Tsamlr. l S, puMlsho* by ShentoM. The voluma it avaiiabit at 7s MaMis
;-Lana, Now York, N.Y. loeja. Joseph Schiano is presMont of ttit society
distr ibutin* tho votuma.)
Jewish Community Directory
*
*
*
*
*
*
*
*
*
*
*
*
*
*
Schools
Hillel School (grades 1-8)
Jewish Community Center
Pre-School and Kindergarten
Seniors
Chai Dial-A-Bus (call 9a m. to noon)
Jewish Towers
Kosher lunch program
Seniors' Project
B'nai B'rith
Jewish Community Center
Jewish Floridian of Tampa
State of Israel Bonds
Tampa Jewish Federation
Tampa Jewish Social Service

839-7047 J1
I
872-4451
872-4461 |
870-1830 *'
872-4451 ,i
872-4451 |
876-4711 I
872-4451 i
872-4470 *
879-8860 > I
872-4461
872-4451 I
j lampa jewisn social service ~^
Religious Directory
TIMFU DAVID
2001 Swonn Avenue 251-4215 Rabbi Samuel Mollinger
Services: Fridoy, 8 p.m.; Saturdoy, 9 a.m. Daily: morn.noana
evening minyan
C0NGAIGATIOM KOI AMI CiMlitthl
962-6338/9 Rabbi Leonard Rosenthol Rabbi's Study, 12101 N
Dale Mabry #1312 (Countrywood Apt.) Services: Friday, 8 p.m.
at the Community Lodge, Waters ond Olo Saturday, 10 a.m. <"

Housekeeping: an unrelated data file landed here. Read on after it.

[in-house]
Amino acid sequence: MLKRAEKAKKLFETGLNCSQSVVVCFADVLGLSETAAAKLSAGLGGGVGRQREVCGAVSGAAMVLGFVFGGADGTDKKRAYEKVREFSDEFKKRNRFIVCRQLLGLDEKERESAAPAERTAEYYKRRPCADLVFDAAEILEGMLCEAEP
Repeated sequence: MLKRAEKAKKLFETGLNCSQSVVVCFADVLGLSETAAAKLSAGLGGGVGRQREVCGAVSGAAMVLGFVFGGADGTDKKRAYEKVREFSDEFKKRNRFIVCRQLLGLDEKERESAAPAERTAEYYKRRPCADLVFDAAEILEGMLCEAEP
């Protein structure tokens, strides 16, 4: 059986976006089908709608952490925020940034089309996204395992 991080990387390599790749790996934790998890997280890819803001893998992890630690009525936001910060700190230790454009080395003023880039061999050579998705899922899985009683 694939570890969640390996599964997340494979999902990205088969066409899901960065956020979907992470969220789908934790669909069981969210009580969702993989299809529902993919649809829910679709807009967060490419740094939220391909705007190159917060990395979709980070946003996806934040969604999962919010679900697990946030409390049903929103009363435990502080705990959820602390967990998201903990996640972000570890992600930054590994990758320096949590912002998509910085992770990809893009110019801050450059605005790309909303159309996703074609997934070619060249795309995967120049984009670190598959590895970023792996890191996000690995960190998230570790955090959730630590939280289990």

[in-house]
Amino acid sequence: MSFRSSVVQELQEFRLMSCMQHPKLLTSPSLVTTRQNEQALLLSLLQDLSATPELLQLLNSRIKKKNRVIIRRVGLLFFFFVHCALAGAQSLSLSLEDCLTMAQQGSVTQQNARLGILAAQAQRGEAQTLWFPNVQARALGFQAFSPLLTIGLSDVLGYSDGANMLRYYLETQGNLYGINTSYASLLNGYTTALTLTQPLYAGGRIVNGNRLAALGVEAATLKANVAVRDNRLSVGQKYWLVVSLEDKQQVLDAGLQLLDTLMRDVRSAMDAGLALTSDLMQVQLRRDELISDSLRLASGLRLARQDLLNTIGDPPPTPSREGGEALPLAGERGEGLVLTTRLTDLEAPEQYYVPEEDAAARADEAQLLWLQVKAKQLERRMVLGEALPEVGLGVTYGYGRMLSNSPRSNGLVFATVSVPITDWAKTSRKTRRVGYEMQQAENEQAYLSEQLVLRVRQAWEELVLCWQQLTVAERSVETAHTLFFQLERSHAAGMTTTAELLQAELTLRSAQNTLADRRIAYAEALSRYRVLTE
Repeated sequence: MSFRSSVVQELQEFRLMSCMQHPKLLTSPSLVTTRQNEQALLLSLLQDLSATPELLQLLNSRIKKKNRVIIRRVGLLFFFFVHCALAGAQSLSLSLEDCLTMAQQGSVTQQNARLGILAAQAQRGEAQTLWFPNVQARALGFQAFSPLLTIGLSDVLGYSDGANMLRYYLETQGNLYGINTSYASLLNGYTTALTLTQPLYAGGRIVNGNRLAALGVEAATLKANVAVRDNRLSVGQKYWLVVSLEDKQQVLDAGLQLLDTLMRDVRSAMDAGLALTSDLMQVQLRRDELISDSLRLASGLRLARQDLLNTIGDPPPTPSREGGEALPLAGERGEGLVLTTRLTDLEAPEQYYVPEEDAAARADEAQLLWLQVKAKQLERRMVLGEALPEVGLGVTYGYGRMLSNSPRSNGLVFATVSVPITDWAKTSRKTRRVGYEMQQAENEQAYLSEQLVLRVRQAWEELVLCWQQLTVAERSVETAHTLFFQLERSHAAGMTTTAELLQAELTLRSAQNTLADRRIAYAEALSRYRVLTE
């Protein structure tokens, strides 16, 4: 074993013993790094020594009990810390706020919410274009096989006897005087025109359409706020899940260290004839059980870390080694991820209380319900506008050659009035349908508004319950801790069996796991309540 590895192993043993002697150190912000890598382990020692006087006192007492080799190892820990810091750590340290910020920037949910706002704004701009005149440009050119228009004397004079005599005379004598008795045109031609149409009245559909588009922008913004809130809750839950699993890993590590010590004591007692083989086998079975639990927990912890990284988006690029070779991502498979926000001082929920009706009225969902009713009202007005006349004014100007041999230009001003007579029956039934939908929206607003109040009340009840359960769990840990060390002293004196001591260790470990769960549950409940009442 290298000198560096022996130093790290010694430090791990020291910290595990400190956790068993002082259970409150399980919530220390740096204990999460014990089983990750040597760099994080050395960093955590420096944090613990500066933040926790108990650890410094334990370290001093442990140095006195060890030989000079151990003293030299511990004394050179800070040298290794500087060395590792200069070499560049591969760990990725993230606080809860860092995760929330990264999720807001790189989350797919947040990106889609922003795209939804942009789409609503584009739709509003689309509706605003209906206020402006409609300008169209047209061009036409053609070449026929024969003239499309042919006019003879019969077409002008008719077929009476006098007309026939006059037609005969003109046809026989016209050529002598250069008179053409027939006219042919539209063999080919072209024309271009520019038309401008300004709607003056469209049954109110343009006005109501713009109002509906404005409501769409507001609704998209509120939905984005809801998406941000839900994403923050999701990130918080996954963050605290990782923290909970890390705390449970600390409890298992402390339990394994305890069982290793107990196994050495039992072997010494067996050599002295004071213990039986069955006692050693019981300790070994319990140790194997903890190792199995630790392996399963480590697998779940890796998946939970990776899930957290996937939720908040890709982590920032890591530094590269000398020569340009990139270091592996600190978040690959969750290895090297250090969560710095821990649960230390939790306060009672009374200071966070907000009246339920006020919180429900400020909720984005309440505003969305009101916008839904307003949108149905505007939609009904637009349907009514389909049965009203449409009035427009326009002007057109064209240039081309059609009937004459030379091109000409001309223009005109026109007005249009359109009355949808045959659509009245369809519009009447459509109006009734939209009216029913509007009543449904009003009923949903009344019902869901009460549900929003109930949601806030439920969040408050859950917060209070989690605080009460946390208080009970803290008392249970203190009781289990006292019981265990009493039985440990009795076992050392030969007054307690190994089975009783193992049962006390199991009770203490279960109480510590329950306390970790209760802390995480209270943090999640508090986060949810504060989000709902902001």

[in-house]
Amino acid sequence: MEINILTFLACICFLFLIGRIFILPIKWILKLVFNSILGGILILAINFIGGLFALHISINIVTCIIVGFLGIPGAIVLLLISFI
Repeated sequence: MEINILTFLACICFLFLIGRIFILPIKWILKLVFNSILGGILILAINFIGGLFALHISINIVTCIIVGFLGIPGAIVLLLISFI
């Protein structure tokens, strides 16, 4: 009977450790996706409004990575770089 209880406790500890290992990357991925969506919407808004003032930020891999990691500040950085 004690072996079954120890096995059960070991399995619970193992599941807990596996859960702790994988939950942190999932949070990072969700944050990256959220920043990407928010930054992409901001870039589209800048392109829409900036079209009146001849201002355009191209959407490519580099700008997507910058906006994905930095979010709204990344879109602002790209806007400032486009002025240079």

Independent Day School, 12015 Orange Grove Dr.
COMdlGATrOM iODCPH SetOiOM Ce*wrvtW
2713 Boyshore Boulevard 837-1911 Rabbi *"***"***
Hauon William Hauben Services: Friday. 8 p.m.; 5aturaoy,
a.m. Daily: Minyan, 7:15a.m.
CONGtEGATrOM SCHAARAl ZlDtt Itfttal
3303 Swonn Avenue 876-2377 Robbl Frank Sundheim '
vices: Friday, 8 p.m. Saturdoy, 9o.m.
CHA1ADH0USI
Jewish Student Center (USf). 3645 Fletcher Avenue, ColJjJ
Pork Apt* o 971-6768 or 985-7926 Robbl Lozar RWkin -
Yakov Werde Services: Fridoy. 7:30 p.m. Soturday.io^
Tuna in The Jewish Sound, Sunday -11 a.m. to noon "
I'NAl I'RITN MILlll FOUNDATrON
Jewish Student Center, University of South Florida, 50A4/<^4,
Court #172 (Village Square Apts.) 988-7076 or w "T^
Jeremy Brochln, director / .... 7-15
Services: Fridoy, 6:30 p.m. followed by SHobbot dlnneatr
p.m. (please make dinner reservations by 5 p.m u~'
Soturdoy, 10 a.m. Sunday morning Bagel Brunch, II:*9'



m *
January 30, 1981
The Jewish Floridian of Tampa
Page 11
Only in America
Saga of Sen. Warren Rudman
BarMitzvahs
Continued from Page 1
irht the legalization of casino
Jibling in New Hampshire.
fh this background, he entered
] senatorial primary in a field
10 last year and then, as the
[ublican candidate, unseated
I Democratic incumbent, John
rkin.